it may be justly questioned whether a nobler display of grace, 6 and elegance and beauty, was ever beheld, than appeared in
the masques of Jonson. The songs in these entertainments • were probably intrusted to professional men; but the dia• logue, and above all the dances, which were adapted to the
fable, and acquired without much study and practice, were • executed by the court themselves.'
It would be by no means an unamusing or uninstructive task, to collect such particulars as are recorded of these rich and fanciful spectacles, on which the Veres, the Derbys, the Bedfords, the Cliffords, the Arundels, and other historical names, reflect such lustre. In Jonson's Masque of Blackness, the Queen, and the ladies Suffolk, Derby, Effingham, Herberts, &c. personated the parts of Moors, and had, as we are informed by Sir Dudley Carleton, their faces and arms, up to the elbows,
painted black.'- But it became them,' adds the learned Secretary, ' nothing so well as their own red and white. In the Masque of Oberon, Sir John Finnet tells us, the little Duke • Charles (Charles I.) was still found to be in the midst of the • fairy dancers. The 6.Hue and Cry after Cupid,' as performed at Lord Haddington's marriage, 1608, transcended in expensiveness even the ever memorable fête this year at Boyle Farm-having cost the eleven noblemen and gentlemen concerned in it, L.300 a man.'+
The last attempt made to revive this species of entertainment was in the reign of Charles II., when the two future Queens, Mary and Anne, assisted by many of the young nobility of both sexes, performed a masque, called Calisto,' written by Crowne,
* The Arcades of Milton was performed by the children of the Countess Dowager of Derby, at her seat Harefield-Place; and the Comus, says Johnson,' was presented at Ludlow, then the residence • of the Lord President of Wales, in 1634, and had the honour of be*ing acted by the Earl of Bridgewater's sons and daughters.'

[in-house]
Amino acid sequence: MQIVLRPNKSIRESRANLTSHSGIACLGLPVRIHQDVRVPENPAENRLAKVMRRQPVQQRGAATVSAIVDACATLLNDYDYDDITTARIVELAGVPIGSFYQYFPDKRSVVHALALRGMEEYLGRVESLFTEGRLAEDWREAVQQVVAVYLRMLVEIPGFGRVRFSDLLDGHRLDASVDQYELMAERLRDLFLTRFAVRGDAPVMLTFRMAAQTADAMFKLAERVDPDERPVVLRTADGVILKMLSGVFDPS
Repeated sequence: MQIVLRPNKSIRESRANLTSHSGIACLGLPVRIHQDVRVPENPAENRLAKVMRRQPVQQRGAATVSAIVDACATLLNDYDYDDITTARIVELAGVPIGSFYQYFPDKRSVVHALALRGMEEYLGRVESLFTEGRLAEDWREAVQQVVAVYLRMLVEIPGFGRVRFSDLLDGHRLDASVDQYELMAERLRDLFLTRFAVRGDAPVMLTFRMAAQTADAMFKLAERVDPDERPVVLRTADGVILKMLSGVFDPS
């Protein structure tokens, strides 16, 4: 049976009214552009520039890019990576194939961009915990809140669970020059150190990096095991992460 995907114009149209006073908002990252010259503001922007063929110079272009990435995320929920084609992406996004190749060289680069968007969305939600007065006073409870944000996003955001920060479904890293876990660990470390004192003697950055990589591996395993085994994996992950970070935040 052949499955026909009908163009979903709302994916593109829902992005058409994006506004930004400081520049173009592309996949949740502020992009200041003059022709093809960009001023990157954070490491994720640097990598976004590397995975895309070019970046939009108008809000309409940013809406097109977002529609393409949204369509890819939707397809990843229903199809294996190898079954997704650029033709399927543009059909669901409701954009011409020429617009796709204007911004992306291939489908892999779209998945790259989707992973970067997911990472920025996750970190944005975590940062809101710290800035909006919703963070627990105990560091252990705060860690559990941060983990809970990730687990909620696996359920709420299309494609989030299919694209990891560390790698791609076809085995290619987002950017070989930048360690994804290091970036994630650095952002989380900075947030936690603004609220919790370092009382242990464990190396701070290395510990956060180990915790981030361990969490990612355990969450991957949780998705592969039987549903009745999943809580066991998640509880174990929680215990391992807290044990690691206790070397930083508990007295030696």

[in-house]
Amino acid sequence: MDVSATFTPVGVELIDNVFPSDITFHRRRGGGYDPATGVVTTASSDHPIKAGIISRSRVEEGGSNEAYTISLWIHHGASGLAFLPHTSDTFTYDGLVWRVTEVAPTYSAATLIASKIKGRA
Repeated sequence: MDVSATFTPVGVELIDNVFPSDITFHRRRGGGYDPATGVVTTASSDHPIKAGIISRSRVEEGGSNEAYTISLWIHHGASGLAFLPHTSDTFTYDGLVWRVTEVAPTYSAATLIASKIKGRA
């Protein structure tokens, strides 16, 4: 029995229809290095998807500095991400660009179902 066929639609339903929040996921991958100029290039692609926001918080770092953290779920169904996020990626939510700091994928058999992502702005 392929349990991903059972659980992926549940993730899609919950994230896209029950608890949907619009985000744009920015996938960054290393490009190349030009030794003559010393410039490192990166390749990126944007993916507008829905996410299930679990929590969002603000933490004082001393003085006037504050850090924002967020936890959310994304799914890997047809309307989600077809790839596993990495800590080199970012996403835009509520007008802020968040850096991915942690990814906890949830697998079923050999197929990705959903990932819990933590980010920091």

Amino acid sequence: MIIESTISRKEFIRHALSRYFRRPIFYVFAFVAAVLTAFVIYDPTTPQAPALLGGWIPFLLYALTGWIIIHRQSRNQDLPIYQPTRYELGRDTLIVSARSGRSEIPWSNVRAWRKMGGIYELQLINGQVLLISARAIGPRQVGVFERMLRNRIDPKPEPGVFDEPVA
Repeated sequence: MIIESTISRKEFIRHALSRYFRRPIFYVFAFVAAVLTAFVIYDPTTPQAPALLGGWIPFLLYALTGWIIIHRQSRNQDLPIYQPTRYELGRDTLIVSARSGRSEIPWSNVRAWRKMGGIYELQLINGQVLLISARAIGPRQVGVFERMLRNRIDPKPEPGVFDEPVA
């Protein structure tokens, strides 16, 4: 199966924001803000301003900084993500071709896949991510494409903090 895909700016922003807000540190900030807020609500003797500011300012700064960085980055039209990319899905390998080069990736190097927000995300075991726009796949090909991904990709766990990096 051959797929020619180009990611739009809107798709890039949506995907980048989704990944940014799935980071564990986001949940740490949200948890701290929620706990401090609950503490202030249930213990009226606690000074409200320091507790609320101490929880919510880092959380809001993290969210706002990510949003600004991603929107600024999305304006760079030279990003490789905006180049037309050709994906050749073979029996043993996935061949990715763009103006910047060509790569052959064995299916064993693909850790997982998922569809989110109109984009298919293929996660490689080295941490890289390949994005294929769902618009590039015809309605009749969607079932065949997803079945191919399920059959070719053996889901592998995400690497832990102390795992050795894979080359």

† Lodge's Illustrations, vol. iii. p. 343.
and the unfortunate Duke of Monmouth appeared among the dancers. Evelyn thus speaks of this representation :- Saw a comedy at night at court, acted by the ladies only; amongst
them, Lady Mary and Anne, his R. H.'s two daughters, and • my dear friend Mrs Blagg, who, having the principal part, performed it to admiration.'
From that time we hear no more of such courtly pageants in England; though, within these few years, a taste for performances somewhat similar seems to have sprung up in some of the courts on the Continent, where spectacles founded on the stories of Ivanhoe and Lalla Rookh have been got up with a splendour which even the masques of our ancient Kings could hardly parallel. In the · Divertisement' from Lalla Rookh, performed at the court of Berlin in 1822, the present Emperor and Empress of Russia played the parts of Feramorz and Lalla Rookh : the Duke of Cumberland personated Abdallah, the father of the Royal Minstrel; and the other characters in the Tableaux, selected from the poem, were represented by the Princes and Princesses of Prussia, and by the most distinguished persons of the court and society of Berlin.*